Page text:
Did you know why some of your apps require you to sign-in again after a factory reset (like banking apps) even if you restored the app with data using root access? It’s because every time you factory reset your device, and it’s set up as a new device with a new unique Android ID. Here we will show you today how to Change or Restore Android ID on Marshmallow.
To avoid re-registering into apps because of your new Android ID, you could restore your old Android ID back. Titanium Backup has a neat function for this. However, with Android 6.0 Marshmallow you may not be able to restore/change your Android ID with Titanium backup or any other tools that worked with Lollipop and previous Android versions.
The reason Titanium Backup won’t work for you is that com.android.providers.settings cannot be backed up by a traditional SQLite database on Android 6.0 Marshmallow. Check out the detailed explanation for this by piit79 from XDA:
The Android ID backup/restore function is included in Titanium Backup. However, the Settings Storage (com.android.providers.settings) doesn’t seem to be backed by a traditional SQLite database in Android 6.0 Marshmallow – /data/data/com.android.providers.settings/databases/settings.db is empty (0 bytes) on my device. Therefore the Android ID cannot be restored/changed by the usual tools (including Titanium Backup).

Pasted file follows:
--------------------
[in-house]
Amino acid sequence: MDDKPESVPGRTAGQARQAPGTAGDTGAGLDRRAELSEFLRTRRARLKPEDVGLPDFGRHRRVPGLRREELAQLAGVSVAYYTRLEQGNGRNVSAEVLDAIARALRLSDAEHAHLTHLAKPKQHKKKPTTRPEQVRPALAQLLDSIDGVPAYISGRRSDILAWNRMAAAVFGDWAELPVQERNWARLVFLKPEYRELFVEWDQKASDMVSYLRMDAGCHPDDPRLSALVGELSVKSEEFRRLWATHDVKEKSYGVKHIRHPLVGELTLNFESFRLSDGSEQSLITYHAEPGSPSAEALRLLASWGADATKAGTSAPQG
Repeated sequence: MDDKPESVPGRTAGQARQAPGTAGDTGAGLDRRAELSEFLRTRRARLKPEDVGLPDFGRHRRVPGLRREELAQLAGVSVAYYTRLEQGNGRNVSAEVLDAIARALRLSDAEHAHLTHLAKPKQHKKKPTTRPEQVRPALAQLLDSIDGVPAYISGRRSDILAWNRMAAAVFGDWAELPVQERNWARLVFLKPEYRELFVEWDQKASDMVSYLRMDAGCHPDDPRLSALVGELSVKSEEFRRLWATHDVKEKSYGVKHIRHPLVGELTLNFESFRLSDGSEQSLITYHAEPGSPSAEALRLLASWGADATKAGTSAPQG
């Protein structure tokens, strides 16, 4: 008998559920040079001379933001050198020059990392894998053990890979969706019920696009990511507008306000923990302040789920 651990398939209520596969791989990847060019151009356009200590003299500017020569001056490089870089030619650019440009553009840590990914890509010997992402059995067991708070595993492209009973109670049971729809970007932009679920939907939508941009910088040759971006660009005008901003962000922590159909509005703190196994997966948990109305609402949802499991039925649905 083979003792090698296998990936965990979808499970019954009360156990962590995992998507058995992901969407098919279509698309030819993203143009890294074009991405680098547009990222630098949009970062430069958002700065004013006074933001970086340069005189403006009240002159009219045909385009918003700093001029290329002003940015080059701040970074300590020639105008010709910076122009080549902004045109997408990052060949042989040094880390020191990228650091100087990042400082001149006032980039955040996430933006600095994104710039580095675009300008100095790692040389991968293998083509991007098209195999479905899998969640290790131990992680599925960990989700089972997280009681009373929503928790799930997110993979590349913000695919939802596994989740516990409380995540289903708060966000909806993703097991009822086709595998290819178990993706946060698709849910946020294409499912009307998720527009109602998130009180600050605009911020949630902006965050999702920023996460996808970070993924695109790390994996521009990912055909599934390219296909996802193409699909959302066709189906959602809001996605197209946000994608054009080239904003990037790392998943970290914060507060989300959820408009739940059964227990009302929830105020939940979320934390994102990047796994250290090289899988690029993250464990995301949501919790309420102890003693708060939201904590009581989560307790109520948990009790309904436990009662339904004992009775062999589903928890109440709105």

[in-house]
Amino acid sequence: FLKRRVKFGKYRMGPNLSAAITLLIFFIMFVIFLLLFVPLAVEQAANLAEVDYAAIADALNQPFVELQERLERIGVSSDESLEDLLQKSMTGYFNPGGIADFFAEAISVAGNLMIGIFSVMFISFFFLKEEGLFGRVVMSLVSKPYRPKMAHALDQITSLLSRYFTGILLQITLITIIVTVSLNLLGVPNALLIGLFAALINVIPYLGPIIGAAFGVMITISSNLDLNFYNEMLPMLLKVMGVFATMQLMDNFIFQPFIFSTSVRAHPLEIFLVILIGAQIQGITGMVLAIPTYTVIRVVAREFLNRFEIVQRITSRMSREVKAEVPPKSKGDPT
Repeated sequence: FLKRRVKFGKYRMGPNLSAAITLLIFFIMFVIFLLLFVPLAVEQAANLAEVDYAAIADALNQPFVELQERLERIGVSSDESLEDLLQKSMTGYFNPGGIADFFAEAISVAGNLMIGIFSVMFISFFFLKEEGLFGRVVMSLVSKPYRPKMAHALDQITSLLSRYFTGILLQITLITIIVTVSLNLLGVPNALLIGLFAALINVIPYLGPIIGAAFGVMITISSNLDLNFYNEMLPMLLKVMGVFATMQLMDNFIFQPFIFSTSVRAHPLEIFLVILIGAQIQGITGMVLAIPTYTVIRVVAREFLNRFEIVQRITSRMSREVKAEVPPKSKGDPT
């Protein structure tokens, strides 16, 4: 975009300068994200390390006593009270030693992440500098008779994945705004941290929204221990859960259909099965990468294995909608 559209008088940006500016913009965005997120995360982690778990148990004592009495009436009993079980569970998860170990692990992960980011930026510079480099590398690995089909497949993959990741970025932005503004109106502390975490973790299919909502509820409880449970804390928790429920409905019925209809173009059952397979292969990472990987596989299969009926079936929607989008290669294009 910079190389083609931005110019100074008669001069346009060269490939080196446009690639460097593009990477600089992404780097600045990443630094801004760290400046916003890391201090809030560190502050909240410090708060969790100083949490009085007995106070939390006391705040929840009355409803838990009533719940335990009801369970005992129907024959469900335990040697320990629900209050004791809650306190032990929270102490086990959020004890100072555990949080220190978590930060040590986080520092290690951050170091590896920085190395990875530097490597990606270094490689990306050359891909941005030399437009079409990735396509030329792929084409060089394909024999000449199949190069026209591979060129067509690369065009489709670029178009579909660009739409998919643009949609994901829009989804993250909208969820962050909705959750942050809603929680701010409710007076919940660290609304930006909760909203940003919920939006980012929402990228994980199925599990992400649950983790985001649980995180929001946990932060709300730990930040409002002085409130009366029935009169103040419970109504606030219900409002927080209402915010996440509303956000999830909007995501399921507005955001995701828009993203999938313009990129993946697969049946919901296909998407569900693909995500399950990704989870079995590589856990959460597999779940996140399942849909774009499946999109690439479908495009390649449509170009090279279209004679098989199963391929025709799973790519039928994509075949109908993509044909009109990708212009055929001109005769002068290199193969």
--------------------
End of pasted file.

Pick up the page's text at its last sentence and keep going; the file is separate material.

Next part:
Restore Android ID on Marshmallow
Thankfully, piit79 found a way to query/update Settings Storage database using ADB. Below are the commands you need to run to restore/change your Android ID on Marshmallow:
- Setup ADB and Fastboot on your PC.
- Connect your Android device running on Marshmallow to PC and command window on the PC.
- Now issue the following command to get your current Android ID:
adb shell content query --uri content://settings/secure --where "name=\'android_id\'"
└ This will show you your current Android ID.
- Now issue the following command to change/update the Android ID to the one you want:
adb shell content update --uri content://settings/secure --bind value:s:<new_android_id> --where "name=\'android_id\'"
└ Replace text in red with your Android ID.
- That’s it. Verify if your Android ID has changed by using the command in 3rd Step.
If the above trick doesn’t work for you, then perhaps you’re better off deleting the current database record and re-insert it with your new Android ID. Use the two commands below for that:
adb shell content delete –uri content://settings/secure –where “name=\’android_id\’”
adb shell content insert –uri content://settings/secure –bind name:s:android_id –bind value:s:<new_android_id>
Note: Remember to replace the text in red with your unique Android ID.